Keith Reardon, Vice President, Intermodal Services, CN, says CN has been working hard to innovate, collaborate, and evolve to become more competitive. With the purchase of the EJ&E line, CN now offers a competitive advantage to customers looking for efficient and cost-effective transportation routes from Canadian ports to the southeast of the United States. “Although Canada is where we do a lot of business, the growth has been toward the US Midwest. CN now touches three coasts: The West, the East, and the US Southeast.”

Fellow panel member Matthew Hoag, Americas Region Operations and Commercial Director with DP World, talked about DP World’s efforts to assist in enabling global trade. With a presence in Prince Rupert, Vancouver, Saint John, and the Dominican Republic, along with connections with North American railroad systems, DP has set its sights on penetrating the mid-west, and creating more alternatives for the efficient movement of goods.

The Port of Saint John has embarked on a $205 million modernization project designed to meet the demands of a changing market. “As a tidal port we have an 8.5-meter tide twice per day,” said Jim Quinn, President & CEO of Port of Saint John. “To service larger container ships, cruise ships, and petroleum vessels we needed to increase tidal windows for existing customers while maintaining tidal windows for larger ships as they begin to call into our port. New developments along the port will bring the low water depth to 10 meters – an increase of 1.6 meters – which is a significant increase.”

Quinn also noted that Saint John offers outstanding accessibility by road. New Brunswick has a four-lane, congestion-free highway system which means trucks can leave the port and proceed directly onto the highway.

The Melford Atlantic Gateway is currently being developed in the industrially significant Strait of Canso, a body of water that separates Cape Breton and Nova Scotia. Home to several industrial activities centred around water access, and many natural products such as gypsum, pulp and paper, petroleum, and coal, this port hopes to add to intermodal efficiencies by moving cargo inland and into the US markets using an operating plan similar to Prince Rupert.

Is Privatization of Our National Ports and Airports in Canadians’ Best Interests?

Martin Crilly, Director of the Chartered Institute of Logistics and Transport, opened discussions on this very hot topic with a quick refresher on the nature of non-profits, pointing out that investors cannot buy shares in seaports or airports because they are both non-share, non-profit entities.

Crilly then reminded audience members that in 2014, Dr. David Emerson and a panel of five advisors conducted a review of Canada’s Transportation Act and related legislation and policy. The resulting document is now referred to as The Emerson Report, which has led to significant debate within the seaport and airport sectors. “On seaports,” said Crilly, “Dr. Emerson had two different recommendations. He said the government should examine the feasibility of adopting a share-capital structure for ports, including receiving proposals from institutional investors or private equity investors, and went on to suggest there should be a new regulation of the charges that ports make to their users.”

Regarding airports, instead of saying the government should examine certain feasibilities, the Emerson Report recommended the government begin laying the groundwork to allow airports to tap into equity financing from large institutional investors.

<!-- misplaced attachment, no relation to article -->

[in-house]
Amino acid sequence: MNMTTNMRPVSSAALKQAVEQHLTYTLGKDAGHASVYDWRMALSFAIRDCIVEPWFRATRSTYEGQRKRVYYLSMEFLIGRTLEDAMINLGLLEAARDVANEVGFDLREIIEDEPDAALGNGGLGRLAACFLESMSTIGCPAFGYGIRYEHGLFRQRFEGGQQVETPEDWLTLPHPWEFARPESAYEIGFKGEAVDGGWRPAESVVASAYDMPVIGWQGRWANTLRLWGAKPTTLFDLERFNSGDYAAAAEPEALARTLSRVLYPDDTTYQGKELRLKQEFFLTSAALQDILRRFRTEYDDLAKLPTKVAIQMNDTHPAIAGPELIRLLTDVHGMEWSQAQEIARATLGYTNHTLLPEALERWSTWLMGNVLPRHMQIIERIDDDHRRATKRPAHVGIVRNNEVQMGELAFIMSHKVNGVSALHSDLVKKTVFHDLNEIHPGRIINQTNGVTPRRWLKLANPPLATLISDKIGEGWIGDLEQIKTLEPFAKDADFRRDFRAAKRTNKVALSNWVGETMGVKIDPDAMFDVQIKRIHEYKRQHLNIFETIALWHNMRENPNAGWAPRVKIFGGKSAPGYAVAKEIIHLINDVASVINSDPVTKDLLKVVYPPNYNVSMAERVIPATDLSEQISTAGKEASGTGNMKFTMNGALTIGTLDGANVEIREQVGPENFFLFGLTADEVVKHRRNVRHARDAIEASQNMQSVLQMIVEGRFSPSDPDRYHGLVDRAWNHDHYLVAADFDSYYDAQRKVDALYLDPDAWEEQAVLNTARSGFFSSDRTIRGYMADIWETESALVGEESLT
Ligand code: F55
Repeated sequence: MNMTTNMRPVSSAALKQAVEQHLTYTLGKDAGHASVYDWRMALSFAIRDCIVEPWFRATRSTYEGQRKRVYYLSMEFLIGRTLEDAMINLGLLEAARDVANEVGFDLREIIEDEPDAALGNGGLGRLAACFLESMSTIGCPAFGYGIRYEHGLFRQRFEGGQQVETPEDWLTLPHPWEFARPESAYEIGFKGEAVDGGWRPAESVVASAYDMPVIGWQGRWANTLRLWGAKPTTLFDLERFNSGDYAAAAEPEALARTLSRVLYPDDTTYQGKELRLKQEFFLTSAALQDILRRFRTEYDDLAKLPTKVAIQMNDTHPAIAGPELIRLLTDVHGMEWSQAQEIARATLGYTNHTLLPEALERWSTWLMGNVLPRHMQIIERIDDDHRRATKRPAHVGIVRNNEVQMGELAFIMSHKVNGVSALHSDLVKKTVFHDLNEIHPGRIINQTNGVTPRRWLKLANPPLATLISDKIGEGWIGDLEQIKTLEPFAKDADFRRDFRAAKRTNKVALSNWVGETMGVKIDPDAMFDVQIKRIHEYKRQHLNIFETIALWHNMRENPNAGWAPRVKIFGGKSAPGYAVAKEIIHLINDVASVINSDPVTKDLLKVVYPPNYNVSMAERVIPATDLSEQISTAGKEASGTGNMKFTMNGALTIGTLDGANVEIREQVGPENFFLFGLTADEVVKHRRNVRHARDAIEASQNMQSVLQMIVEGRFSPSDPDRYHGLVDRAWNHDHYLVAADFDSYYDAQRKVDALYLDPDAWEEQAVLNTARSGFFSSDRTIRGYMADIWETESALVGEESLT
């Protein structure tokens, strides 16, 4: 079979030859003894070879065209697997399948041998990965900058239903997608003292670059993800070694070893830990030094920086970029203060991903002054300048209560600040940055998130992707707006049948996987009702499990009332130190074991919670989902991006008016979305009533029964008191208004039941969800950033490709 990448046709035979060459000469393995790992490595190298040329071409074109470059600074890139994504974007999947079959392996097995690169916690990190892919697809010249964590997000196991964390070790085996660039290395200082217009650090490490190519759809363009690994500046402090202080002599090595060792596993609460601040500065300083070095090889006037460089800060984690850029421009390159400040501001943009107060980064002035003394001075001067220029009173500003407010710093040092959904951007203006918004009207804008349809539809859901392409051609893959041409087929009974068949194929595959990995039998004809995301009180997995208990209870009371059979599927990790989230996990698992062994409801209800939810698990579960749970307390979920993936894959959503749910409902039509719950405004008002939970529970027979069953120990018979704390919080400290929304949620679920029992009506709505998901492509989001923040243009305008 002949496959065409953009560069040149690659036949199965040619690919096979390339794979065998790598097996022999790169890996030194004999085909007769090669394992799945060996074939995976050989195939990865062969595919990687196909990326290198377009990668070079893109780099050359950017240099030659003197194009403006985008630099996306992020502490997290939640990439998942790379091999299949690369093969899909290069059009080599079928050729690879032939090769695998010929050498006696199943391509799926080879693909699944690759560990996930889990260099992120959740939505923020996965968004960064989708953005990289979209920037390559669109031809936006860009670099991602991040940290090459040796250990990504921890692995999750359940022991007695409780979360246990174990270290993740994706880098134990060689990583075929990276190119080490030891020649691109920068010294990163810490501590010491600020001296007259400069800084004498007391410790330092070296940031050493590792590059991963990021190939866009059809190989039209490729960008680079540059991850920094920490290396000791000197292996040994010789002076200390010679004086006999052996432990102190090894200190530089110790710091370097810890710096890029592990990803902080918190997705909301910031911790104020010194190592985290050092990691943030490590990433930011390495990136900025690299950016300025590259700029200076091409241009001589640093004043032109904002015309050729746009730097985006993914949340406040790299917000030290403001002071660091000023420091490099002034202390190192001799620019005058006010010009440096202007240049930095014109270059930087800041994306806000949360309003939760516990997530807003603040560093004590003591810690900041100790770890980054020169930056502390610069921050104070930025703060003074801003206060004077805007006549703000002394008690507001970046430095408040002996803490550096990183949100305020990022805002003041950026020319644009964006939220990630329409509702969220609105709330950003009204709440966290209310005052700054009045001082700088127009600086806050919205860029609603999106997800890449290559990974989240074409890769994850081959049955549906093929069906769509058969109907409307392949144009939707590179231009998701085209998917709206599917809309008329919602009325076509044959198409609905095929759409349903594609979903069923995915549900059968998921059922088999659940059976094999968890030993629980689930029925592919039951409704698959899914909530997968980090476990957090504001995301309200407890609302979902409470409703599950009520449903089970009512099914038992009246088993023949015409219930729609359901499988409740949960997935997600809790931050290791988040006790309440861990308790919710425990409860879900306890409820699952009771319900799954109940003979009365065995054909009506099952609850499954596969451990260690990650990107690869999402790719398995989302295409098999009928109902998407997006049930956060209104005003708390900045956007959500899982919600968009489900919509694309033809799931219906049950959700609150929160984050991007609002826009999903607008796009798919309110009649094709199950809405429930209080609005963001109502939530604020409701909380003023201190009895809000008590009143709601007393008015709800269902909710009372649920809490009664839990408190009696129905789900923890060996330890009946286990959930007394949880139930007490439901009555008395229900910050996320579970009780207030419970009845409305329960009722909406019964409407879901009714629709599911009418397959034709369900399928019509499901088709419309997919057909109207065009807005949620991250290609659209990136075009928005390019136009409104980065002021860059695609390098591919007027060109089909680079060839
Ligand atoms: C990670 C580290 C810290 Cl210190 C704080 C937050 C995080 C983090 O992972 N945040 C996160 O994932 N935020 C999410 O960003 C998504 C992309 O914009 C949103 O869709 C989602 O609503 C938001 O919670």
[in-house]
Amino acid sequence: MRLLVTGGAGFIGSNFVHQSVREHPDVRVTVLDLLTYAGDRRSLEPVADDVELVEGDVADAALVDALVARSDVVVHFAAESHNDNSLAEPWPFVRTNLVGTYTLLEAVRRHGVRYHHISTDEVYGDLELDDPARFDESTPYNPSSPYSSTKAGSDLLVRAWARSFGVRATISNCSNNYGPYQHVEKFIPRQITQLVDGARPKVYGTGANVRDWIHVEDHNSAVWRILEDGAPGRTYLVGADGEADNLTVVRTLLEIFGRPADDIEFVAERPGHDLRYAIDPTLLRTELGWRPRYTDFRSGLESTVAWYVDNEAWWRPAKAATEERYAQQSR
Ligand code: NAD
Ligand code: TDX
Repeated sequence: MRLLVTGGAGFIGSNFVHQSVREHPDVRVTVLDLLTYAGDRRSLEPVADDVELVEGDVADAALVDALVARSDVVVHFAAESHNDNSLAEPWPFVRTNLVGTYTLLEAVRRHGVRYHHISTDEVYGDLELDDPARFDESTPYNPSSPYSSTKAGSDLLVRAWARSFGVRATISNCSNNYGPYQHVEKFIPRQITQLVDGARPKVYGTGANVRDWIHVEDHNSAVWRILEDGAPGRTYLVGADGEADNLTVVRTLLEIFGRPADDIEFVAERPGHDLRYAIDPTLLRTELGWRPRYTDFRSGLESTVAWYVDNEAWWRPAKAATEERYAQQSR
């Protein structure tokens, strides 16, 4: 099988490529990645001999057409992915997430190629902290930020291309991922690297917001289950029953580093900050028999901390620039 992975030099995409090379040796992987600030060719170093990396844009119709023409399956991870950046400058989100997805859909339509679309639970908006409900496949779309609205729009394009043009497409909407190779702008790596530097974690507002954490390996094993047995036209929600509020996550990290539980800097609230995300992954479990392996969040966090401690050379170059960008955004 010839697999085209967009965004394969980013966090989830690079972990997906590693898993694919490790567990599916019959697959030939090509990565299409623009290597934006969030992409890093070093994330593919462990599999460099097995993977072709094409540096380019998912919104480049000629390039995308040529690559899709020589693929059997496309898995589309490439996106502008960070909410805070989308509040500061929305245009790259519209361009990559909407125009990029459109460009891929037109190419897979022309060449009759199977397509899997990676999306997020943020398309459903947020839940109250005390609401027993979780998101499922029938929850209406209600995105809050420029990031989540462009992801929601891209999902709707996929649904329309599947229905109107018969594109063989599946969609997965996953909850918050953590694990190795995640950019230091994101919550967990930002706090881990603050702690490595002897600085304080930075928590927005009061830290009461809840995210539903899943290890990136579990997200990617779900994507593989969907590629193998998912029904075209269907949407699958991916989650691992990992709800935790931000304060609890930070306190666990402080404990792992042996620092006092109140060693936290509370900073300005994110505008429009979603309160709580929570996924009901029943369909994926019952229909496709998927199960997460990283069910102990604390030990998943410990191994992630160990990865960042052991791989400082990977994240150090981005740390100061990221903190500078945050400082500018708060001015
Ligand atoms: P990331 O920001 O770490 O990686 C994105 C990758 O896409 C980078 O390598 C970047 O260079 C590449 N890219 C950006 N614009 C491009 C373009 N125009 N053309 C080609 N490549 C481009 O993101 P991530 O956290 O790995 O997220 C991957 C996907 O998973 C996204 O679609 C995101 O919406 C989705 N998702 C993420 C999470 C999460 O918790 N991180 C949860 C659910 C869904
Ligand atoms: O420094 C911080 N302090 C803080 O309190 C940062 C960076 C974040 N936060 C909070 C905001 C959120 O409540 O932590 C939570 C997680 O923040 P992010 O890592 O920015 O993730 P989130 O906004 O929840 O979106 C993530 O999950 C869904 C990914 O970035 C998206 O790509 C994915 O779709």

“If there was privatization, where would the proceeds go?” Crilly asked.

Tasked with debating the privatization conundrum were panel members Mike Tretheway, Chief Economist and Chief Strategy Officer, InterVISTAS Consulting Group, and Brad Eshleman, Chair, BC Marine Terminal Operators Association.

Mr. Tretheway, who focused on the airport side of the issue, said that well before the Emerson review took place, Canada’s senate looked at some of these same issues and came out with a report in 2012 called The Future of Canadian Air Travel, Toll Booth or Spark Plug?

Comparing the privatization option with the toll booth approach, Tretheway warned that a one-time sale of land and assets, although it would be estimated to yield between $25 and $35 billion, would not bode well for investors, and would lead to a long-term decrease in business for Canadian airlines, caterers and freight forwarders. Tretheway called for a spark plug approach to airport economics instead, organizing airports as engines of growth to ignite local commercial activity and provide favourable catalytic effects.

Mr. Eshleman, who focused on the seaport side of the issue, explained that the ports are an agency of the government, meaning the government is within its right to sell the ports should it decide to act in accordance with the Emerson report.

Appearing to agree with Tretheway’s concerns, Eshleman compared Canada’s Asia Pacific Gateway and ports to the housing market in Vancouver. “Would you have wanted to sell your house 10 years ago?” he asked, suggesting that the sale of Canada’s seaports would be a significantly shortsighted move that could leave billions on the table.

With both panel members questioning the benefits of privatization, a member of the audience played devil’s advocate.

David T. Fung, Chairman and CEO of the ACDEG Group, and featured speaker at this conference, said, “I’m really surprised to hear two experts who are from the private sector speaking against privatization. We in the private sector, we pride ourselves on making decisions that maximize profits. I’m hearing you say we should leave this in the government’s hands, and expect the government to make the best decisions, when, in fact, the government is highly politicized, and favours Montreal over Vancouver. ou argue that if you put things in the hands of the private sector then all the good things the government is doing would stop. I would argue against that. If, under a privatized model, the government wanted the Pacific Gateway to do more, and the private sector said they weren’t interested, the government could say ‘here’s a hundred million dollars, do it for me.’ The government always has the ability to provide the necessary incentives for the private sector to do something according to policies that are in the best interests of Canadians.”